Another factor that makes this area of work somewhat different is that a fifty minute or one hour appointment once a week is not on its own usually enough to keep the client sufficiently stable, particularly in the middle phase of recovery. Many clients find they need either longer sessions of one and a half or two hours or more frequent sessions - two or in some cases even three a week.


For clients who suffer from Dissociative Identity Disorder, their personality will have been fragmented into a number of parts, known as Alters, as a result of the severity of the early life trauma. This was formally known as Multiple Personality Disorder.  The need for additional or longer sessions is often the case for DID clients, especially those with a large number of Alter parts. There are two reasons for this: firstly, there is not enough time to help the ‘internal system’  to sufficiently process the current trauma and give attention to the therapeutic relationship as well as develop internal mechanisms for coping. Secondly, the ‘child’ parts will need regularity and frequency to attach adequately. Many survivors may find the duration of a week, and certainly a fortnight’s gap too much to cope with in managing their daily life when traumatic memories are emerging.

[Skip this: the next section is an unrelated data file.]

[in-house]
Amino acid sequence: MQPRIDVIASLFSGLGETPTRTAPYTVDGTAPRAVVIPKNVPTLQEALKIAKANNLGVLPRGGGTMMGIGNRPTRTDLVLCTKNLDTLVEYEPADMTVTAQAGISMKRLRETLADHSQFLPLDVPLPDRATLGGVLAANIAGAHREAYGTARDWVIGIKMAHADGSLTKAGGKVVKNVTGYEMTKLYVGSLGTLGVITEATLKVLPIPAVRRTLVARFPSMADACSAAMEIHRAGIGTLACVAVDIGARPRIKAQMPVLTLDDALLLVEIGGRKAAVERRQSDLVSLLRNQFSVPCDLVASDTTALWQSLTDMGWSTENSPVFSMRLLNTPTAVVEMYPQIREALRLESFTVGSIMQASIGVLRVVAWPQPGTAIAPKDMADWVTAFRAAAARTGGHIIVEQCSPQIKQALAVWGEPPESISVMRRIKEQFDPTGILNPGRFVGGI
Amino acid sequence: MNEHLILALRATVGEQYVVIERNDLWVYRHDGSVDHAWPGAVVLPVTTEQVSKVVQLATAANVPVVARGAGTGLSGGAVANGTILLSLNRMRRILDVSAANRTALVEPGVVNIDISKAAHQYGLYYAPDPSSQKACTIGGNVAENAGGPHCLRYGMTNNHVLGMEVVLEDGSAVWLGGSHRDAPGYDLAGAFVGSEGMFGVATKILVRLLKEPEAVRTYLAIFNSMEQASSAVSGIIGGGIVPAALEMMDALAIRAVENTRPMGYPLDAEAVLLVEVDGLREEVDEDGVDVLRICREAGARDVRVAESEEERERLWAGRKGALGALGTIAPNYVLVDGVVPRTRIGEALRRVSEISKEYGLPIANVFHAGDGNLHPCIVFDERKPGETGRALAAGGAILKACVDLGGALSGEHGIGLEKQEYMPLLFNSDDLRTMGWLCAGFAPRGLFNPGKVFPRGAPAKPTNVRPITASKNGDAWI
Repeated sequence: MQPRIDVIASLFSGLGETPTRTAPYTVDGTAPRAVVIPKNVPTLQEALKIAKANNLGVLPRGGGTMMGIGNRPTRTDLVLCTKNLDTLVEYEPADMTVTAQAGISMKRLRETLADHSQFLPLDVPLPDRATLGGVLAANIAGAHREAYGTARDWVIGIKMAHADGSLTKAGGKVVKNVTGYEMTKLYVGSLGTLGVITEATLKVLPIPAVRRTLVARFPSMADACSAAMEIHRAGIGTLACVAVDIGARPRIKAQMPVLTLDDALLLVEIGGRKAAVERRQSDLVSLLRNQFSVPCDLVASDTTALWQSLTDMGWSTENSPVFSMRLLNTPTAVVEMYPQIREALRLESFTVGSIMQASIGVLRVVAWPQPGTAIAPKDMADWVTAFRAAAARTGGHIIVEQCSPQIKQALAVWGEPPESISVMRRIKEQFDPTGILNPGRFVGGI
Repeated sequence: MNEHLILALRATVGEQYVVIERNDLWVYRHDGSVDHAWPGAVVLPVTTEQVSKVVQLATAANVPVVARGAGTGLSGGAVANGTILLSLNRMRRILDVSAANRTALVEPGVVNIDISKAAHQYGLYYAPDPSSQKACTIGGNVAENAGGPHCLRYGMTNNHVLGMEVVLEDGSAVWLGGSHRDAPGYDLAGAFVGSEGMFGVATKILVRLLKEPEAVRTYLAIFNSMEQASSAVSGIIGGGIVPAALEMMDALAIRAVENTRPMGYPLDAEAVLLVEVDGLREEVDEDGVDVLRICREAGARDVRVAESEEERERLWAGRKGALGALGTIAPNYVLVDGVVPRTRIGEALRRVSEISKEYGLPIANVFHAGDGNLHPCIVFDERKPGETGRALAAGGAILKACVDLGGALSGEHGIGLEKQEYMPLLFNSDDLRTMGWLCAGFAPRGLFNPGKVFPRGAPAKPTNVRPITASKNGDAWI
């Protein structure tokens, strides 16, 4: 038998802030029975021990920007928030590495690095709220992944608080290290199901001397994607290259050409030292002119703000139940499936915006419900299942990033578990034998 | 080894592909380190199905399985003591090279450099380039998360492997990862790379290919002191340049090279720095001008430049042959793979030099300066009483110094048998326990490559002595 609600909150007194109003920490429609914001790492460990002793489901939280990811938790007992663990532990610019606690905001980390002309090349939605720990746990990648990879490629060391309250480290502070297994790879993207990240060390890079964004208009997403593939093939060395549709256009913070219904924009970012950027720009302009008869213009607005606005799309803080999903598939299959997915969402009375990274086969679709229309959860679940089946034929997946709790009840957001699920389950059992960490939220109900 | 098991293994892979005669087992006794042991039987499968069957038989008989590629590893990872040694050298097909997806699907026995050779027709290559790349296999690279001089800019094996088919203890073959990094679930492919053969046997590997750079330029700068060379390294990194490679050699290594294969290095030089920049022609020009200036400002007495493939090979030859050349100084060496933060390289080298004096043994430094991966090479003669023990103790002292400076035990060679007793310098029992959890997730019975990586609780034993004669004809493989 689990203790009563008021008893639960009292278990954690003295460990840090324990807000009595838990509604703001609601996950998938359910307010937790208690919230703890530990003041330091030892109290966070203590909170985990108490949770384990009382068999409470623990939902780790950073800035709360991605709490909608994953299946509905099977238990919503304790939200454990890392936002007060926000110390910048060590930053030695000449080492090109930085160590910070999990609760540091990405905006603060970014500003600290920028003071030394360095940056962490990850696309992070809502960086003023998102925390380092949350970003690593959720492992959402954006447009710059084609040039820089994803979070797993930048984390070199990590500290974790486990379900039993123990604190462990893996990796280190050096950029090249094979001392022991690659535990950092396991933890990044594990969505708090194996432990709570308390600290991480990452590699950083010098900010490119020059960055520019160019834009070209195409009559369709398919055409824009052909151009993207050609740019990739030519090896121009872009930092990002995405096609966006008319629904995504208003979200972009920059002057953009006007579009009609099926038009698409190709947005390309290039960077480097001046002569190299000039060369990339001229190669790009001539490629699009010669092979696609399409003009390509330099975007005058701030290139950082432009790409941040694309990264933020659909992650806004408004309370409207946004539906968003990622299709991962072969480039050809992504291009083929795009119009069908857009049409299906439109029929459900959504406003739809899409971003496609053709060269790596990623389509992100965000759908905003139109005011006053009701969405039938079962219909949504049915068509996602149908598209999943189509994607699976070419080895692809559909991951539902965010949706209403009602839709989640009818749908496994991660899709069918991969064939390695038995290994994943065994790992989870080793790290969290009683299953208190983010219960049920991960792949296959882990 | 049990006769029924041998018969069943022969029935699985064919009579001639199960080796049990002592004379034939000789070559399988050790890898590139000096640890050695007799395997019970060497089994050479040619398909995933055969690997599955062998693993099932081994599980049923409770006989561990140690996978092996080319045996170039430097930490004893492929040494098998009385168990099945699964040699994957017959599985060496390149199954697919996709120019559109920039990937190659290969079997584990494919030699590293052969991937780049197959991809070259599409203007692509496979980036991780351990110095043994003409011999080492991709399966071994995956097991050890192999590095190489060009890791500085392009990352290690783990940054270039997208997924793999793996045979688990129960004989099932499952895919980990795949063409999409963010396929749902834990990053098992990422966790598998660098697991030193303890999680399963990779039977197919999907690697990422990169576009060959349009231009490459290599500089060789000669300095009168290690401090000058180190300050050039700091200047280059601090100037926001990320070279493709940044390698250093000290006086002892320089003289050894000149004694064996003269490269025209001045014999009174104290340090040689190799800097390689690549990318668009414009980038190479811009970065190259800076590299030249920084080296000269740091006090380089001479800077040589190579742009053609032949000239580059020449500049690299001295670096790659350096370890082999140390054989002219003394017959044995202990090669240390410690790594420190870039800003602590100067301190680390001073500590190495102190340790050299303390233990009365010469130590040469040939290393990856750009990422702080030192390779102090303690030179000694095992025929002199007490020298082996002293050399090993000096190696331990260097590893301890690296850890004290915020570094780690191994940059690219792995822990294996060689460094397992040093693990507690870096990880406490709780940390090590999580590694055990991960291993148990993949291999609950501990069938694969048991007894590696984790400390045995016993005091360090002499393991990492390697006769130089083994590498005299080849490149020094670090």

The consequences of insufficient support are that they may resort to less satisfactory coping mechanisms or move in and out of chaos. This is why many survivors of more extreme trauma or ritual abuse and most clients with DID often seek regular telephone or other forms of contact between sessions. If this is going to be necessary, it is much better to plan this in when it is needed as part of a negotiated agreement than to leave it too open and loose, as the client will be less sure of where they stand and of what support is available.


Boundaries will be an important part of the security for the client and these should be clear, but not overly rigid, as the client’s stability will fluctuate from time to time, and some changes in arrangements may be required. This will need to depend both on the client’s need and what the counsellor feels they can realistically provide.


Perhaps the last area to mention is coping with traumatic disclosures. This will constitute the other main challenge for counsellors, particularly if their client is a survivor of satanic ritual abuse. It is not uncommon for counsellors to experience vicarious trauma when working with survivors of ritual abuse. This should not constitute a problem provided that there is good supportive and ‘containing’ supervision. It might be that the counsellor may benefit from some counselling for themselves, or would find it helpful to belong to a network such as the Trauma and Abuse Group (TAG) where they can chat to other counsellors and carers in the same field of work.



References


Attachment, Trauma and Multiplicity by Valerie Sinason, 2002